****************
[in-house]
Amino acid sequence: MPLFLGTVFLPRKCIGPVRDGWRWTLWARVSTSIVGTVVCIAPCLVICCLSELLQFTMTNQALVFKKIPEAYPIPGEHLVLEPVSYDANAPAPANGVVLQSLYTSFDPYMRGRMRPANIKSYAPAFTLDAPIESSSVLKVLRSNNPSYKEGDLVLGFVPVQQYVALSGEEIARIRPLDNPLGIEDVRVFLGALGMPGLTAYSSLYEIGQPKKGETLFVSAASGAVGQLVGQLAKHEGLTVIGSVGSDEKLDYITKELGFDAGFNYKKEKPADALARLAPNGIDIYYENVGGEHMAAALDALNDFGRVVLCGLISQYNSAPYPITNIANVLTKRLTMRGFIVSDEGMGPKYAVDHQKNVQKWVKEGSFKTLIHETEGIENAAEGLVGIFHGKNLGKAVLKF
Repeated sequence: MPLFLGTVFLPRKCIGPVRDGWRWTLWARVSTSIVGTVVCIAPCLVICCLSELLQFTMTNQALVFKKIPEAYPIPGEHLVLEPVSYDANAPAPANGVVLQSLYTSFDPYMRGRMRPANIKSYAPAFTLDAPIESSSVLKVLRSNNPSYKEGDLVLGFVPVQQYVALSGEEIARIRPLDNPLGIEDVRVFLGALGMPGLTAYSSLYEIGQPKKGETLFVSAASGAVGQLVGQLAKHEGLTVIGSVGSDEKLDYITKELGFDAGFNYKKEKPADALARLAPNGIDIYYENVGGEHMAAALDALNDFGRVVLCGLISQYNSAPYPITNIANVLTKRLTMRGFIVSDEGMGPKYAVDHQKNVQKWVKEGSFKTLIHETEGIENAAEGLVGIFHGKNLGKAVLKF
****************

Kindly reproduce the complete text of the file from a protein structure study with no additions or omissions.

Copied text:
[in-house]
Amino acid sequence: MPLFLGTVFLPRKCIGPVRDGWRWTLWARVSTSIVGTVVCIAPCLVICCLSELLQFTMTNQALVFKKIPEAYPIPGEHLVLEPVSYDANAPAPANGVVLQSLYTSFDPYMRGRMRPANIKSYAPAFTLDAPIESSSVLKVLRSNNPSYKEGDLVLGFVPVQQYVALSGEEIARIRPLDNPLGIEDVRVFLGALGMPGLTAYSSLYEIGQPKKGETLFVSAASGAVGQLVGQLAKHEGLTVIGSVGSDEKLDYITKELGFDAGFNYKKEKPADALARLAPNGIDIYYENVGGEHMAAALDALNDFGRVVLCGLISQYNSAPYPITNIANVLTKRLTMRGFIVSDEGMGPKYAVDHQKNVQKWVKEGSFKTLIHETEGIENAAEGLVGIFHGKNLGKAVLKF
Repeated sequence: MPLFLGTVFLPRKCIGPVRDGWRWTLWARVSTSIVGTVVCIAPCLVICCLSELLQFTMTNQALVFKKIPEAYPIPGEHLVLEPVSYDANAPAPANGVVLQSLYTSFDPYMRGRMRPANIKSYAPAFTLDAPIESSSVLKVLRSNNPSYKEGDLVLGFVPVQQYVALSGEEIARIRPLDNPLGIEDVRVFLGALGMPGLTAYSSLYEIGQPKKGETLFVSAASGAVGQLVGQLAKHEGLTVIGSVGSDEKLDYITKELGFDAGFNYKKEKPADALARLAPNGIDIYYENVGGEHMAAALDALNDFGRVVLCGLISQYNSAPYPITNIANVLTKRLTMRGFIVSDEGMGPKYAVDHQKNVQKWVKEGSFKTLIHETEGIENAAEGLVGIFHGKNLGKAVLKF